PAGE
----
So one thing that occurred to me recently, and may have been brought up somewhere on the Internet since DC launched its New 52 initiative three years ago and I missed since I can’t read the entire Internet, is how this “The New 52!” slug that’s slapped on all of DC’s covers is like one more barrier to new readers. It’s a very minor barrier, and one that’s easily explained if someone in the know is around to explain it, but it’s still one more bit of weird information, the meaning of which is not immediately obvious, one more thing that says “this is an indicator for people already in the club, and not for people such as you.” “52 what?” I’ve heard more than once.*
We’re probably stuck with that “The New 52” logo for the time being, even as others have noticed that the majority of the original 52 titles DC launched in September 2011 have since been cancelled, or at least retooled and restarted. Abandoning the New 52 idea would be tantamount to an admission on DC’s part that the publishing initiative was a failure, and I don’t expect that to happen. More likely is that, assuming Warner Brothers would want to continue publishing comics and not just turn all those properties over to the toy companies and animation departments, there would be a new rebranding of DCs publishing line, and yet another overhaul of their books. It would allow them to save at least some face to some extent, by spinning it as not giving up on the New 52, but instead moving the DC Universe forward to…the Great 38! Or, you know, something like that.
Since DC is stuck with the New 52 concept, I would almost prefer that DC would fill out their line of non-Justice League/Batman/Superman/Green Lantern comics with mini-series. I mean, intentional mini-series, marketed as such, not just planned ongoings that get canned after eight months. There’s no shortage of characters and concepts in DC’s vaults that could stand to be aired out a bit…put ’em in a series for six to twelve months, collect it into a paperback when it’s over, and now DC has something to show as a pitch for a new movie or TV pro…I mean, something they can sell in bookstores. And if it sells really well…what the hell, then make it a new ongoing series. I realize that’s more work, editorially, but if books are getting cancelled left and right anyway, might as well jump up right after falling down and declare “I meant to do that!” (And it would make my job a little easier, since problem I describe here is now comic-ordering status quo.)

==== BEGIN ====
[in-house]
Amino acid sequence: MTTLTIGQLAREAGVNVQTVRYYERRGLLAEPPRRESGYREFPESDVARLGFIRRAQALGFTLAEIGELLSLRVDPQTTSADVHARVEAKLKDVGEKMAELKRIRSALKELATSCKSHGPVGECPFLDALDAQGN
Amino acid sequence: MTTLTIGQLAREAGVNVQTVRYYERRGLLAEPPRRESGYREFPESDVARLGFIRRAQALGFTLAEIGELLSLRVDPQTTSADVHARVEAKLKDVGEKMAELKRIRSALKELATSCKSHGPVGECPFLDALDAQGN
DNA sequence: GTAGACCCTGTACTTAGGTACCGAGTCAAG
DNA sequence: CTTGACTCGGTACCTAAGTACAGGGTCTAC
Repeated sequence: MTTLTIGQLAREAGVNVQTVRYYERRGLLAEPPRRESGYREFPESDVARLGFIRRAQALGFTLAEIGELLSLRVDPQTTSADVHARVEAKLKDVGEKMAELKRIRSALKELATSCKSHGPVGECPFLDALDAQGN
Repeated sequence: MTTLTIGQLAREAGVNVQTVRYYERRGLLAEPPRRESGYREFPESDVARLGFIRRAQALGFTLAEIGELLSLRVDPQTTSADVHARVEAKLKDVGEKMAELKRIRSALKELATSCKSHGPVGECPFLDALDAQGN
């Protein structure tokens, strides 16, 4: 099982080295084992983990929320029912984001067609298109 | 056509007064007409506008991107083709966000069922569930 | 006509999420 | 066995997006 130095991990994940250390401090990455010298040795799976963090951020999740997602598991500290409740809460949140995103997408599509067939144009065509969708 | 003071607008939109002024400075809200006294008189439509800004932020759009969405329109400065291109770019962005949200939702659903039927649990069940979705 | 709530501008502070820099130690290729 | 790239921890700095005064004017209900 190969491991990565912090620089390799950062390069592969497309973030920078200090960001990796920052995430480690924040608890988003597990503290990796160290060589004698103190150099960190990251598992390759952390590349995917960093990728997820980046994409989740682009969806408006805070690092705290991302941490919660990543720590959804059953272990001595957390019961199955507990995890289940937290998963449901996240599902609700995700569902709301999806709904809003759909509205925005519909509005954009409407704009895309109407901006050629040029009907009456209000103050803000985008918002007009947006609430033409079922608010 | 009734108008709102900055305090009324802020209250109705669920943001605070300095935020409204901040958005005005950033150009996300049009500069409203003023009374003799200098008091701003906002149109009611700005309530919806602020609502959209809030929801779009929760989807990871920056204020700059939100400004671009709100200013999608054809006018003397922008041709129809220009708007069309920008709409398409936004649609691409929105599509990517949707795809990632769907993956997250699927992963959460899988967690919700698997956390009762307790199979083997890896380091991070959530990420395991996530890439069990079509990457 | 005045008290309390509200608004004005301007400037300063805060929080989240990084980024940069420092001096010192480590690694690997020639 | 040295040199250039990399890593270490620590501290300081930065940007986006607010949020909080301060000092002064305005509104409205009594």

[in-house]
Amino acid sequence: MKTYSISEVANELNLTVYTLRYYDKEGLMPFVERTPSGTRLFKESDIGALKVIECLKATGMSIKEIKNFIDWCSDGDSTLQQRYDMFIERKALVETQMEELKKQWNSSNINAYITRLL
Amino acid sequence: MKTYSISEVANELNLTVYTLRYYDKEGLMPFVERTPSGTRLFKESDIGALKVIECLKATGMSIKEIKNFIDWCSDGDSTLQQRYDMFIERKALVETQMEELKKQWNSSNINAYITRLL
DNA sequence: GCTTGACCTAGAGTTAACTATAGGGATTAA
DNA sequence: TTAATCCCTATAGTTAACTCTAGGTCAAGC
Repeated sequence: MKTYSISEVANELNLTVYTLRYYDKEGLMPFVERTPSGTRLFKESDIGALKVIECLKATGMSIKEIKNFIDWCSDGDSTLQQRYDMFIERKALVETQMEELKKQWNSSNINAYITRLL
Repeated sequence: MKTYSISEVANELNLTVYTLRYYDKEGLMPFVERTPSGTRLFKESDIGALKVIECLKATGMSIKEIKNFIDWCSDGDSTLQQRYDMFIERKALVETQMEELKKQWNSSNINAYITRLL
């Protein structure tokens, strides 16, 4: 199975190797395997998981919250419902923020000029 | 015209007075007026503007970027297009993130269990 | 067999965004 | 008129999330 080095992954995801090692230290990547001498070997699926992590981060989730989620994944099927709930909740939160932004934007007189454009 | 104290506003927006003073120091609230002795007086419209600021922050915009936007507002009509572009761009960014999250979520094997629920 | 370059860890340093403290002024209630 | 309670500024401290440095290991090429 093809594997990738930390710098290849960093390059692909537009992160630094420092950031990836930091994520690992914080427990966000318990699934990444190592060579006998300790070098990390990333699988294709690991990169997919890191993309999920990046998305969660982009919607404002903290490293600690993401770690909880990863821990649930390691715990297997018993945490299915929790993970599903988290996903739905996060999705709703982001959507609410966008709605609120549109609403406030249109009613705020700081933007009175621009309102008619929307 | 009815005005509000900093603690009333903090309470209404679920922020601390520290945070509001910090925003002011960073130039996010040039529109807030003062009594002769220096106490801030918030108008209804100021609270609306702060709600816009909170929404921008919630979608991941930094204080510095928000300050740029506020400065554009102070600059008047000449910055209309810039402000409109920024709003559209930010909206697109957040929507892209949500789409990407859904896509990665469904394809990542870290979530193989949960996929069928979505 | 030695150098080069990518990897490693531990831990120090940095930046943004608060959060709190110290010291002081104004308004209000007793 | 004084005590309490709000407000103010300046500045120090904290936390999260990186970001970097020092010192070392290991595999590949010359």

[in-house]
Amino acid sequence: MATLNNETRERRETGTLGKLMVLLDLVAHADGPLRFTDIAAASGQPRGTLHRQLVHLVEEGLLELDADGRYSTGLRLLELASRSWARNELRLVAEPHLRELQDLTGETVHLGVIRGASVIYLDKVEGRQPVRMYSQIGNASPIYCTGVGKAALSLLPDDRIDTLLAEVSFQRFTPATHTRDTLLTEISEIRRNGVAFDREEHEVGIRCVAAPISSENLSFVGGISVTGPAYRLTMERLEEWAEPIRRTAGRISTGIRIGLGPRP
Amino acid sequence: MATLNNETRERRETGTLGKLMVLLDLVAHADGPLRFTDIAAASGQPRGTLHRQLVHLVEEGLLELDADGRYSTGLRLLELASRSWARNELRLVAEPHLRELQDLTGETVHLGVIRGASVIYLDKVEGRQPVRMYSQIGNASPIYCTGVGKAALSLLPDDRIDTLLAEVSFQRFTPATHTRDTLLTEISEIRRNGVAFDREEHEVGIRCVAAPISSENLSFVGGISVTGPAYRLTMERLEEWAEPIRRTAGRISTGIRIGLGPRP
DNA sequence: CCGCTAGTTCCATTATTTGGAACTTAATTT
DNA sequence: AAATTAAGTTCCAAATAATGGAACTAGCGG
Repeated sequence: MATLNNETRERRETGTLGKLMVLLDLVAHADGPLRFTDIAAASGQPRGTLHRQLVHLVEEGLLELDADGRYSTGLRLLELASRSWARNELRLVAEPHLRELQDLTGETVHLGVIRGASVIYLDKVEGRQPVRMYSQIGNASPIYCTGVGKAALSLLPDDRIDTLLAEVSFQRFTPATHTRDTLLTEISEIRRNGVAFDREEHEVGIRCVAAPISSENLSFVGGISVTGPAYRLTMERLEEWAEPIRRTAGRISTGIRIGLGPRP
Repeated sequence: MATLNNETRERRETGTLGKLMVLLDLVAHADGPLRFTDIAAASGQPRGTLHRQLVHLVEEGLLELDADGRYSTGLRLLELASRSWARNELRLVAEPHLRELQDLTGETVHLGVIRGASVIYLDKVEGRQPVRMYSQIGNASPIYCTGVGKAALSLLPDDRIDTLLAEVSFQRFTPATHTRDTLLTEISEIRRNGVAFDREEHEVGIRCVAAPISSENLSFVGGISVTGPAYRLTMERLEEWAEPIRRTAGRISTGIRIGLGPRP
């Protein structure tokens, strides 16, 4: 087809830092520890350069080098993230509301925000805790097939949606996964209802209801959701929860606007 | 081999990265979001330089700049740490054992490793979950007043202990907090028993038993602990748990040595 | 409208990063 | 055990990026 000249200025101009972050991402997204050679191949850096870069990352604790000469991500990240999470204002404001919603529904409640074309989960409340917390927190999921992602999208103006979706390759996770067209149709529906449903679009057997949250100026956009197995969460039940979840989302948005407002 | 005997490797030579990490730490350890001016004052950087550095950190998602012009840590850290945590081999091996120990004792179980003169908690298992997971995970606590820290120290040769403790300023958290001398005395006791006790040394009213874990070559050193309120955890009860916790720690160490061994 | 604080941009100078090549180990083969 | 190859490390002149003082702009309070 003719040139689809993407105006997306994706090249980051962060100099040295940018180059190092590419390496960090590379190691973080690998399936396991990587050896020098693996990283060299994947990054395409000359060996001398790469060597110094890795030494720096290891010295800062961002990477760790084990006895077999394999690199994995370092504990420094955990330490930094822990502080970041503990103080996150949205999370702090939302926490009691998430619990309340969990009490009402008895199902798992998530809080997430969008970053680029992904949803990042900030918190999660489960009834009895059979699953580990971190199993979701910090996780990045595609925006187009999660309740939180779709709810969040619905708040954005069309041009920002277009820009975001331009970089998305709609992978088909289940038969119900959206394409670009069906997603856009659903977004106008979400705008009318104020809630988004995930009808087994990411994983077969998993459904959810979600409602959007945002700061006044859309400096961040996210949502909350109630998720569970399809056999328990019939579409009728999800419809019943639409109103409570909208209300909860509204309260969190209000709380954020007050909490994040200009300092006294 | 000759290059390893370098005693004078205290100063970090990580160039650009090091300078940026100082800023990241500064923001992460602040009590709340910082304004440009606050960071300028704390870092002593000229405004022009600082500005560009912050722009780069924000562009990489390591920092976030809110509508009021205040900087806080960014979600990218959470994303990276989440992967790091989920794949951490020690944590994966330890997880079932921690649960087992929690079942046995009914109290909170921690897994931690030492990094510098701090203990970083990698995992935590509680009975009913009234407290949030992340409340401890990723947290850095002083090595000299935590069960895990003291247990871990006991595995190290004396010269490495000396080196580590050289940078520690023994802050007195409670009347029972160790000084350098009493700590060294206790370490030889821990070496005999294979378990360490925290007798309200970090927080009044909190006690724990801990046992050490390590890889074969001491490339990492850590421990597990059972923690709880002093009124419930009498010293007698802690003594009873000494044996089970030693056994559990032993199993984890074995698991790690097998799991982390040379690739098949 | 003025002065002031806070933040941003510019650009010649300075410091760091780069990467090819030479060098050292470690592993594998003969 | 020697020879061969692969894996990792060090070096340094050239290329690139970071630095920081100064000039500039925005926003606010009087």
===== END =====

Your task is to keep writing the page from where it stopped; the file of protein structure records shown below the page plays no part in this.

Going back to what I was talking about at the beginning: a lot of what we, folks what read the funnybooks on a regular basis, take for granted is confusing to the uninformed. They are confused that there can be more than one ongoing series starring the same character, each with its own storylines and continuity, but they sometimes the series do tie in together, but not all the time. Batman and Detective are two entirely separate series, except when they’re not.
The very idea of issue numbers can be confusing. It’s such an obvious thing to me, and to you, that I don’t know how they can be confusing, but to someone not used to the vagaries of comics publishing, they are. That there are so many different series, several of them at least superficially no different from many others (“all these say ‘Avengers’ on them…they’re all the same, right?”), with so many numbering schemes, with so many restarts and reboots, it’s…well, it can look like bit of a mess.
The alternative is no issue numbers (at least on the cover…one could be present inside with the copyright information), and emphasizing the cover date, maybe. But that would create new problems, with people looking for, I don’t know, the April and May 2014 editions of Hawkeye, for example.
And then there’s the series within the series:
That’s Action Comics #32, but it’s also “Enemy of the State Chapter 1” and it’s part of the “SUPERMAN: DOOMED” crossover event. But it’s not Chapter 1 of the SUPERMAN: DOOMED event, since we just wrapped up the “Infected” segment of DOOMED that ran through all the Superman books. It helps that DC put the additional visual cue of the border around the edges of the cover to clue people into the idea that all these comics with similar borders are related to each other. But that’s still a lot of information to throw at someone not used to comic book company design and marketing decisions.
I mean, I get it. In this marketplace everyone’s struggling to make their comics stand out, and making each issue part of some crossover event or special storyline is an attempt to make that comic seem like essential reading, like you’re missing out if you’re not grabbing the latest installment of this exciting adventure!
Of course, this assumes that new, uninitiated readers are taking in all this information being shoved into their eyesockets and trying to parse it. Sometimes it’s just enough Batman is on the cover, and that’s all the information they need.